Twirling had once been a habit of mine, though Grandmother would have called it a bad habit, had she known of it. It had kept company with my other habits, like sitting in my orchard for hours at a time with a book or bounding across the countryside on the back of my mare.
It must have been at least fourteen months since I had last twirled. Fourteen months since I was taken from my home, fresh from grieving, and deposited on my grandmother’s doorstep in Bath while my father took himself off to France to grieve in his own way.
Fourteen months—fully two months longer than I had initially feared I would be left in this stifling town. Although I had never been given a reason to believe it, I had hoped that a year of grieving separately would be punishment enough. And so, two months ago, on the anniversary of my mother’s death, I had waited all day for my father’s return. I had imagined, over and over, how I would hear his knock at the door, and how my heart would leap within my chest. I had imagined how quickly I would run to throw open the door. I had imagined him smiling at me as he announced that he had come to take me home.
And yet, on that day two months ago, he had not come. I had spent the night sitting up in bed with a candle burning, waiting to hear the knock at the door that would signal my release from my gilded cage. But morning dawned, and the knock never sounded.
I sighed as I looked up at the green leaves dancing in the wind. I had not had a reason to twirl in such a long time. And nothing to twirl about at age seventeen? That was a problem indeed.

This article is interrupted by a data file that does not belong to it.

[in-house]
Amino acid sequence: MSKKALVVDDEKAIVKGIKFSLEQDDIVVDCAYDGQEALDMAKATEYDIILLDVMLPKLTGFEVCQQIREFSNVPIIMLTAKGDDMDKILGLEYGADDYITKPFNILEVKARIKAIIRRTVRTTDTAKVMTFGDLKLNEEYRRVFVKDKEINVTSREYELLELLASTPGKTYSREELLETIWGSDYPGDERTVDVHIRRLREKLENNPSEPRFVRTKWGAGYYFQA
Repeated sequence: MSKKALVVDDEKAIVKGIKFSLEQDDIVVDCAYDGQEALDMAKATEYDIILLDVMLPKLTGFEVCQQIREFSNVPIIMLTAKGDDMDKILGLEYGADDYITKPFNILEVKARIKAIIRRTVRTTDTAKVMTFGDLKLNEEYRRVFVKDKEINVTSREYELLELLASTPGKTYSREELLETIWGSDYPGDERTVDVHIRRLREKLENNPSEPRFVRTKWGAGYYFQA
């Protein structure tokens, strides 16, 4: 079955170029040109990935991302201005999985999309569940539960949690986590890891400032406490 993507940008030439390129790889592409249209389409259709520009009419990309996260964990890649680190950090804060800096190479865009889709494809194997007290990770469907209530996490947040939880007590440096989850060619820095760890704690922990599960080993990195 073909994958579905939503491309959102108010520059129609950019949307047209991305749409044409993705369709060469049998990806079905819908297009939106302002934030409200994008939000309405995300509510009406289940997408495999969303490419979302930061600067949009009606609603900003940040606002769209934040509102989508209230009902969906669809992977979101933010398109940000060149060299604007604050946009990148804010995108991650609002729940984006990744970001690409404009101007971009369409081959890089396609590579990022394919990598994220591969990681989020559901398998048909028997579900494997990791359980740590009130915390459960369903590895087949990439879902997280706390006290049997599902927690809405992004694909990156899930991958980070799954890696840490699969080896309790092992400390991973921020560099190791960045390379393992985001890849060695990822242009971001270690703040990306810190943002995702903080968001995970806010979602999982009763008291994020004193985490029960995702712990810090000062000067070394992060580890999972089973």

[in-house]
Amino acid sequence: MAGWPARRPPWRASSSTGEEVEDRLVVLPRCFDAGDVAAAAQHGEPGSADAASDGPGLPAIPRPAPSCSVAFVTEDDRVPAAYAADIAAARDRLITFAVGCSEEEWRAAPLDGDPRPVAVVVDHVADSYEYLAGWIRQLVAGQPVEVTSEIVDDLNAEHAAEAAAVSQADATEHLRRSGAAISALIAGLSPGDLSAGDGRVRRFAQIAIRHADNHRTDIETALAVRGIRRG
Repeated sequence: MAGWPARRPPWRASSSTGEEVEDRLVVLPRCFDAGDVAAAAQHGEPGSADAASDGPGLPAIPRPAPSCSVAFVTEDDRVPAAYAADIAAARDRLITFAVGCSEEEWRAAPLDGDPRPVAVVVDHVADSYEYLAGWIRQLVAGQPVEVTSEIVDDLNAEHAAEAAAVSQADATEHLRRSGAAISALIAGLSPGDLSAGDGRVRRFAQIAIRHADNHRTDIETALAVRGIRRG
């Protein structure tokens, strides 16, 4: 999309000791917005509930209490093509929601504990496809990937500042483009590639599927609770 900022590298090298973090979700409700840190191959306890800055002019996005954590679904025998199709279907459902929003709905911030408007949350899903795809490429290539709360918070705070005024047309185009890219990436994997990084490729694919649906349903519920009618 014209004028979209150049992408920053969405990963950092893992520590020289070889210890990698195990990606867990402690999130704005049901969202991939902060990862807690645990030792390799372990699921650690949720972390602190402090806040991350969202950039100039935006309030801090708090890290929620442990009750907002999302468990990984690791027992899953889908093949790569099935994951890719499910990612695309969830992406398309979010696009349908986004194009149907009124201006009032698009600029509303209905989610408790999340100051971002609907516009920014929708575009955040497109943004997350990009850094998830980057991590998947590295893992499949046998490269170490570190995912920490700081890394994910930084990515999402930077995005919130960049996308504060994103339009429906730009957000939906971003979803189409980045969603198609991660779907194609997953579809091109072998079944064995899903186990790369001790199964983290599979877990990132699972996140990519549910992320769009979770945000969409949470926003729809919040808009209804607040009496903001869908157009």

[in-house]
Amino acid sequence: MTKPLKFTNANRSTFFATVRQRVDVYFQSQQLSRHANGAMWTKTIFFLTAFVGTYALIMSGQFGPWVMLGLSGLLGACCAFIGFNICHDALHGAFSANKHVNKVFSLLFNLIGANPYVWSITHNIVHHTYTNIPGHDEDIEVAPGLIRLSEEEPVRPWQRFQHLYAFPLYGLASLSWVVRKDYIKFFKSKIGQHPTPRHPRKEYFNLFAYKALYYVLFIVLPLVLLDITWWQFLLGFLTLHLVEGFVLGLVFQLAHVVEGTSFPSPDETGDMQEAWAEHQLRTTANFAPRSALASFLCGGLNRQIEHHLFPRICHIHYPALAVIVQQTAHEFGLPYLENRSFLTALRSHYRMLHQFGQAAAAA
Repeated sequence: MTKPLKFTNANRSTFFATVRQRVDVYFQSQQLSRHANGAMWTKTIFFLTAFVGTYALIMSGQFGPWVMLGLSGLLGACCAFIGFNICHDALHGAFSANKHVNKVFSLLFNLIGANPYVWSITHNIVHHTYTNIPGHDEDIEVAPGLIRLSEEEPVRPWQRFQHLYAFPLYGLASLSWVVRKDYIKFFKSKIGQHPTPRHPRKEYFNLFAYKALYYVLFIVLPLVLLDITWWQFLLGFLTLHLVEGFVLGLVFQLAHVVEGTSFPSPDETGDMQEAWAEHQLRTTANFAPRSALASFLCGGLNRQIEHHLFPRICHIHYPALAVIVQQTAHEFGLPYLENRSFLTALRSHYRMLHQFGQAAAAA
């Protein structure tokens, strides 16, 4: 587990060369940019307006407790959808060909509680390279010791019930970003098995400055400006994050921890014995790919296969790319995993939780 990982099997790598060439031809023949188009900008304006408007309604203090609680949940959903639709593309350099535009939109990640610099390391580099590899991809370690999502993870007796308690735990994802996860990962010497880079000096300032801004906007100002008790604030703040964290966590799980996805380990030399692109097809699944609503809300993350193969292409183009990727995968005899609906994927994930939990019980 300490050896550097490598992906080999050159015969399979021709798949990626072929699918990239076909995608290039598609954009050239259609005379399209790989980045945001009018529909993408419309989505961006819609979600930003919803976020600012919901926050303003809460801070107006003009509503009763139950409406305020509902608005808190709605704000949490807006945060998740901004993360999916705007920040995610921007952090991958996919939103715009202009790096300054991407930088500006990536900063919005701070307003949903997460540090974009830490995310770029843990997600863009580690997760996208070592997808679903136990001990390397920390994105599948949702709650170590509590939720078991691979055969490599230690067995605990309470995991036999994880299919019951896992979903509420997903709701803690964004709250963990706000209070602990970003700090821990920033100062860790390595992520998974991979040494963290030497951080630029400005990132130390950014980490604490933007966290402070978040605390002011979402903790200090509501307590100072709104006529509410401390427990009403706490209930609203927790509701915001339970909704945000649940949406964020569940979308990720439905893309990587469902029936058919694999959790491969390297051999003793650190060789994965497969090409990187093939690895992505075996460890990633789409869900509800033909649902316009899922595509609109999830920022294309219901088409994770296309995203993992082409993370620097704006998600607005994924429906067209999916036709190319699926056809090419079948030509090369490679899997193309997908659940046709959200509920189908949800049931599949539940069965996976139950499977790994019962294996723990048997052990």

“Oozing.” Mr. Whittles’s voice recalled my attention. “Oozing right out.”
Aunt Amelia looked a little green, and she held a gloved hand over her mouth. I decided it was time to intervene. Taking her arm, I said to Mr. Whittles, “My grandmother is expecting us. You must excuse us.”
“Of course, of course,” he said, bowing again so that his corset creaked loudly. “I hope to see you soon, Miss Daventry. Perhaps at the Pump Room?”
Of course he would suggest the social hub of Bath for another “chance” encounter. He knew my habits well. I smiled politely and made a mental note to avoid taking tea at the Pump Room for the next week at least. Then I pulled Aunt Amelia toward the broad green lawn that separated the gravel path from the Royal Crescent. The building curved in a graceful half-circle of butter-golden stones, like a pair of outstretched arms ready for an embrace. Grandmother’s apartment within the Royal Crescent was among the finest Bath could offer. But luxury could not make up for the fact that Bath was town living at its worst. I missed my life in the country so desperately that I ached for it day and night.
I found Grandmother in her drawing room reading a letter, occupying her chair as if it were a throne. She still wore mourning black. At my entrance, she looked up and let her critical gaze sweep over me. Her eyes were sharp and gray and missed nothing.